are much-loved community venue, but they want to do more,” Mr Hunt said. “They have big plans to be even better for their members and staff and they know that this is not something they can do quickly by themselves,” he said. “Mounties Group continue to invest heavily into bettering our venues, offering every generation of our members and their families a positive experience that enhances their lives, from childcare to Mounties Care, to gyms and beyond.

“We are a group of clubs built on strong family values and we care about the communities in which we operate. This can be seen in everything we offer our members. We aren’t just words, we are actions, and we look forward to bringing this concept to the Central Coast community,” he said. Liquor and Gaming NSW, as the industry regulator, will also need to approve the amalgamation before it is made official.

Council plans rates rise to pay for financial mismanagement ENTRAL Coast businesses face the prospect of another hefty rate rise following the preliminary study of the embattled Council’s finances by Acting Administrator Dick Persson. Mr Persson indicated in a radio interview that a rate rise was one of a number of options being considered as he reviews council’s economic crisis in conjunction with Acting CEO Rik Hart. The options, including the sale of some assets, a reduction in services and a $50m loan will be put to ratepayers in the coming weeks. He admitted in the Triple M interview that he was not aware of “any council that has got to the point where they couldn’t pay their wages.” “I am heavily embedded in a learning phase,” Mr Persson said. He said it was likely that his initial stay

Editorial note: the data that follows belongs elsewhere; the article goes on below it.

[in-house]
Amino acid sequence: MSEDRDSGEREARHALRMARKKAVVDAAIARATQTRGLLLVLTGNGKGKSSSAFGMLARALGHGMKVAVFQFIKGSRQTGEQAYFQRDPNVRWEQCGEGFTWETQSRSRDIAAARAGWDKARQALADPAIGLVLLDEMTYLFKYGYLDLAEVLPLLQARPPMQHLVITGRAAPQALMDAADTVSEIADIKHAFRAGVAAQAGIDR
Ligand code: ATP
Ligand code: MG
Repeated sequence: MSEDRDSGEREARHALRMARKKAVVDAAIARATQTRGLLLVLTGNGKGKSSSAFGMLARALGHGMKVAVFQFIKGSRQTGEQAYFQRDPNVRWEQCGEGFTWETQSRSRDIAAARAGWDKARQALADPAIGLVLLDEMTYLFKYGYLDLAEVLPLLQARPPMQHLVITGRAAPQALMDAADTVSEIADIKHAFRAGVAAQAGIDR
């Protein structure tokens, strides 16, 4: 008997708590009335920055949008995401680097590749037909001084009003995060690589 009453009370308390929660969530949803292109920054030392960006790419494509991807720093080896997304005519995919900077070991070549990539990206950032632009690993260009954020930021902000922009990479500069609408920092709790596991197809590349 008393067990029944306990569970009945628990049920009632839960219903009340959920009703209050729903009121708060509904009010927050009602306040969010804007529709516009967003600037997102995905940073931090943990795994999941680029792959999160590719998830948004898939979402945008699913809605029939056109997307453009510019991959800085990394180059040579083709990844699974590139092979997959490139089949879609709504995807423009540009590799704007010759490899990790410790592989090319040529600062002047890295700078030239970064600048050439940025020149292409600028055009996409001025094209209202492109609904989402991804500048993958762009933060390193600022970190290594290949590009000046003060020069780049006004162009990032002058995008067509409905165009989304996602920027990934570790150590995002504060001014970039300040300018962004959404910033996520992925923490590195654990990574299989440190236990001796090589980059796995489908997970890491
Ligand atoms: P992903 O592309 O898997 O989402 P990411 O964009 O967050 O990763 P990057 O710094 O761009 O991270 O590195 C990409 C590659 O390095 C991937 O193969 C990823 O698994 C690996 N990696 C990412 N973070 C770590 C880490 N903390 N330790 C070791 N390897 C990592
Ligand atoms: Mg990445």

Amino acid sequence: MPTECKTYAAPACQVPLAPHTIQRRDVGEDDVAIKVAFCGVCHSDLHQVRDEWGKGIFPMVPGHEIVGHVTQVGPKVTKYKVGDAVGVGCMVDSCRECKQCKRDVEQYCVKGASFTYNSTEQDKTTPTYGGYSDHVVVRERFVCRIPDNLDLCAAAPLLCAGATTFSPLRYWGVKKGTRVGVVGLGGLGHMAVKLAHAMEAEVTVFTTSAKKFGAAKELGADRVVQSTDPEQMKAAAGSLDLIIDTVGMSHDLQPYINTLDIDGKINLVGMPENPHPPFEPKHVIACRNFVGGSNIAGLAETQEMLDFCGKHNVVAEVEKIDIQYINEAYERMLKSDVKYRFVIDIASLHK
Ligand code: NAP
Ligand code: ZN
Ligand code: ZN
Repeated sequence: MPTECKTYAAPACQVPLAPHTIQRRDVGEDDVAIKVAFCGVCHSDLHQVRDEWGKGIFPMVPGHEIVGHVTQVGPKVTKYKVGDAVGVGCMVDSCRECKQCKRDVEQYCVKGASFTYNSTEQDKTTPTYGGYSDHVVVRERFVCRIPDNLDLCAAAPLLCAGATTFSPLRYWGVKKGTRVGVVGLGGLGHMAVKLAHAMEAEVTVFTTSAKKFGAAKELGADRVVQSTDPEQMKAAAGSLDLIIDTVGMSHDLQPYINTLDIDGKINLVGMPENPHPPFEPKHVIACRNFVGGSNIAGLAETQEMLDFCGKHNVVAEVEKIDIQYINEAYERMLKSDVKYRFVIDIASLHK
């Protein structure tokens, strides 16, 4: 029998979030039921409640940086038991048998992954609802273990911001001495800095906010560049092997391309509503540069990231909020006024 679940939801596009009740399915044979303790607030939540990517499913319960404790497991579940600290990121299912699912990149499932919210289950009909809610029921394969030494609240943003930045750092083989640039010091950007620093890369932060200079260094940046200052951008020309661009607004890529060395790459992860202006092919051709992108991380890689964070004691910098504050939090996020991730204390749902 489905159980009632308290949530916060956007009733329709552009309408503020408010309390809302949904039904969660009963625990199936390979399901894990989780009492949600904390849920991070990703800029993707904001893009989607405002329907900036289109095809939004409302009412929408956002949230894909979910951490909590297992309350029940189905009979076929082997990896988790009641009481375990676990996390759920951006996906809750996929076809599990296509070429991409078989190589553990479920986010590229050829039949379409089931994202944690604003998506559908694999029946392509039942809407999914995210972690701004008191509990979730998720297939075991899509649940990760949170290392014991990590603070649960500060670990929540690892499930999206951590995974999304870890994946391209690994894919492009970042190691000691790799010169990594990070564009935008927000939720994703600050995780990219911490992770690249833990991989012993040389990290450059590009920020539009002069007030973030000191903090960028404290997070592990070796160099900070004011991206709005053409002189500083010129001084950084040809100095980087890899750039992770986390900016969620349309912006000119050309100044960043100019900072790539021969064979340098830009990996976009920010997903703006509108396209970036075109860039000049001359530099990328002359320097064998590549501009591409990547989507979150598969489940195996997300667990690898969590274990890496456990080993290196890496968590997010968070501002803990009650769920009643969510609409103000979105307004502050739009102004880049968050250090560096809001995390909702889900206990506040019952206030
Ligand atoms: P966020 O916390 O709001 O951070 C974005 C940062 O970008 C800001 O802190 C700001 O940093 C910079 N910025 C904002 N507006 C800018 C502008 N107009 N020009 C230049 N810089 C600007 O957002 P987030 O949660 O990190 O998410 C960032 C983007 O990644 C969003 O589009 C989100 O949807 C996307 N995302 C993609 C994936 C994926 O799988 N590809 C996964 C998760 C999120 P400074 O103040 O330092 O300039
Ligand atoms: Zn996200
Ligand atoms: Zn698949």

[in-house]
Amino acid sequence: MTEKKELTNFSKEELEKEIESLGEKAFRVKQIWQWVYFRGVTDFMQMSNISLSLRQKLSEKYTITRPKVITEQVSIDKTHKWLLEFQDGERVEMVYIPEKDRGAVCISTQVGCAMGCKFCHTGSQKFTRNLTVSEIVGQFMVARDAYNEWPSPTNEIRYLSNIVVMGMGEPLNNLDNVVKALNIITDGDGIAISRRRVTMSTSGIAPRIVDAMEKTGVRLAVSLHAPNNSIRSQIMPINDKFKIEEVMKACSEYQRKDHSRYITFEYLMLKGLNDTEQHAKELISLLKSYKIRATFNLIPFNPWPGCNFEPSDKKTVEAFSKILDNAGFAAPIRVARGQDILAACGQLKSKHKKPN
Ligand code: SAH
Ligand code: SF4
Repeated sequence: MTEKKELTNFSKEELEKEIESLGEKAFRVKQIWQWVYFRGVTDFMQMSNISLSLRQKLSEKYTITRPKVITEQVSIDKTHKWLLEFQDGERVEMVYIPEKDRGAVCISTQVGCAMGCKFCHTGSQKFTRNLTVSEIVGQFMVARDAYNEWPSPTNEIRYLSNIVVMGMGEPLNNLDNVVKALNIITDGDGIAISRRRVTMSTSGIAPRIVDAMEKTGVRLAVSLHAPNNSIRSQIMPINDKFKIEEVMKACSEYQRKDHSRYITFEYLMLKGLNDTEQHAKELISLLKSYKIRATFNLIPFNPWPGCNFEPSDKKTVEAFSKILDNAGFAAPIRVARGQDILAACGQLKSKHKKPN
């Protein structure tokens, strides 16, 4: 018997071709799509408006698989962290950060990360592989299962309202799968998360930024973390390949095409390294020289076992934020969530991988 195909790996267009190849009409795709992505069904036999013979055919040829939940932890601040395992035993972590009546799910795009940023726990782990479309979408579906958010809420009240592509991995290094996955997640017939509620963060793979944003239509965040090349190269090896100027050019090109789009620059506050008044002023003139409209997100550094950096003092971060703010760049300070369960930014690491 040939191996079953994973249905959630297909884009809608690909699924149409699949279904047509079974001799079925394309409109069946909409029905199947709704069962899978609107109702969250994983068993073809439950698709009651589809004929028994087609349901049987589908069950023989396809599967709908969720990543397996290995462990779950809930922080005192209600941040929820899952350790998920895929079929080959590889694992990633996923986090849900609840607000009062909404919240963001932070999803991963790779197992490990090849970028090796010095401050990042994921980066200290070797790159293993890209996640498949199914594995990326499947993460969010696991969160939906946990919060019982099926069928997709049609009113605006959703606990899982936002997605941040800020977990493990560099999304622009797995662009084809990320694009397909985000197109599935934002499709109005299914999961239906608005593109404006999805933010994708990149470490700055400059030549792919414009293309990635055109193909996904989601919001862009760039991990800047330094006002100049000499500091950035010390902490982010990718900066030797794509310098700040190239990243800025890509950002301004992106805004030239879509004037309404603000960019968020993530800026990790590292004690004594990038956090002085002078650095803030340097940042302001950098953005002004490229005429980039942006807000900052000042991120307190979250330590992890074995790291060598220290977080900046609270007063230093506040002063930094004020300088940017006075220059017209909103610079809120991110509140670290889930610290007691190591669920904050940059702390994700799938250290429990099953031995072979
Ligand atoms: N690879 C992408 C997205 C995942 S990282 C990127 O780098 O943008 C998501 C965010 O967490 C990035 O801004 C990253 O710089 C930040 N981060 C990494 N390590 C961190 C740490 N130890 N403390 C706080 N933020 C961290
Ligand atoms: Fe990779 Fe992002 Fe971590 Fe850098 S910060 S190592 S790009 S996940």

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of three months would need to be extended by another three months as he attempted to sort out the massive debt crisis at Council. “If people hoped to hear from me that the situation is not as bad as we first thought, that is not the case.”

It is doable “It’s a very serious financial problem facing the Council, but I won’t be cleaning it up in 30 days. What I said was I would have a plain English report to the community in 30 days and that will have some options and considerations about the way forward and the measures we might have to take, plus the timespan about where we are and where we need to get to.” Mr Persson the good news was that “it is doable”. “What has happened is money has been spent on capital works projects for

the community that they didn’t have. They use internal reserves that they thought they could use those and that is one of the things I am trying to get to the bottom of,” he said. “If they hadn’t used those reserves they probably would have had to have borrowed a very large amount of money and whether they would have done that, knowing it was borrowings, I’m not sure.” He said there would be a basket of options he will put out to the community. “Things like selling some assets, cutting costs, delivering services, some borrowings and possibly some rate increases. I want to hear from the community what they prefer. He said it was very likely that some projects the community was expecting would have to be taken off the table. In citing the council crisis as the worst he had seen, Mr Persson said every business